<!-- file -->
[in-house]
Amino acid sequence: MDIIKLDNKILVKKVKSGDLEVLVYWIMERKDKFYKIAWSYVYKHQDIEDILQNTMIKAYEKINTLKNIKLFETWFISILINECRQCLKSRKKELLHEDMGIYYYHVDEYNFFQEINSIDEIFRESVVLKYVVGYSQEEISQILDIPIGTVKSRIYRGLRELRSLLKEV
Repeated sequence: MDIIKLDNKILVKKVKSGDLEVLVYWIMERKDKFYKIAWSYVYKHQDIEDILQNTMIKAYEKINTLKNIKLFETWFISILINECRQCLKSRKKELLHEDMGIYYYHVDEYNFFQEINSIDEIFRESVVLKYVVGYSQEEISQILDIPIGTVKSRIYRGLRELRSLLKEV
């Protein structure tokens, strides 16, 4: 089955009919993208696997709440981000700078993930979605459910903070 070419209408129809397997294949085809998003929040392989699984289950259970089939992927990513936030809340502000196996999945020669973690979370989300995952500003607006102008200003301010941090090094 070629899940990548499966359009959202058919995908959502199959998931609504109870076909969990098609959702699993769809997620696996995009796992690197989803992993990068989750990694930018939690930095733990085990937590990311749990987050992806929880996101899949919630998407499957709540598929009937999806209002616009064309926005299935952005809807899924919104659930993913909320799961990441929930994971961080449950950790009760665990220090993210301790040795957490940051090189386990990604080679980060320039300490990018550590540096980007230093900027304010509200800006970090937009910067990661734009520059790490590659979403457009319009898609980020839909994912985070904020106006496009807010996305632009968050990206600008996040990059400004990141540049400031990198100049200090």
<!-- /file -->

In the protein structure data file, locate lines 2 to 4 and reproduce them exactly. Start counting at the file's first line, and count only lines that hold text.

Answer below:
Amino acid sequence: MDIIKLDNKILVKKVKSGDLEVLVYWIMERKDKFYKIAWSYVYKHQDIEDILQNTMIKAYEKINTLKNIKLFETWFISILINECRQCLKSRKKELLHEDMGIYYYHVDEYNFFQEINSIDEIFRESVVLKYVVGYSQEEISQILDIPIGTVKSRIYRGLRELRSLLKEV
Repeated sequence: MDIIKLDNKILVKKVKSGDLEVLVYWIMERKDKFYKIAWSYVYKHQDIEDILQNTMIKAYEKINTLKNIKLFETWFISILINECRQCLKSRKKELLHEDMGIYYYHVDEYNFFQEINSIDEIFRESVVLKYVVGYSQEEISQILDIPIGTVKSRIYRGLRELRSLLKEV
């Protein structure tokens, strides 16, 4: 089955009919993208696997709440981000700078993930979605459910903070 070419209408129809397997294949085809998003929040392989699984289950259970089939992927990513936030809340502000196996999945020669973690979370989300995952500003607006102008200003301010941090090094 070629899940990548499966359009959202058919995908959502199959998931609504109870076909969990098609959702699993769809997620696996995009796992690197989803992993990068989750990694930018939690930095733990085990937590990311749990987050992806929880996101899949919630998407499957709540598929009937999806209002616009064309926005299935952005809807899924919104659930993913909320799961990441929930994971961080449950950790009760665990220090993210301790040795957490940051090189386990990604080679980060320039300490990018550590540096980007230093900027304010509200800006970090937009910067990661734009520059790490590659979403457009319009898609980020839909994912985070904020106006496009807010996305632009968050990206600008996040990059400004990141540049400031990198100049200090």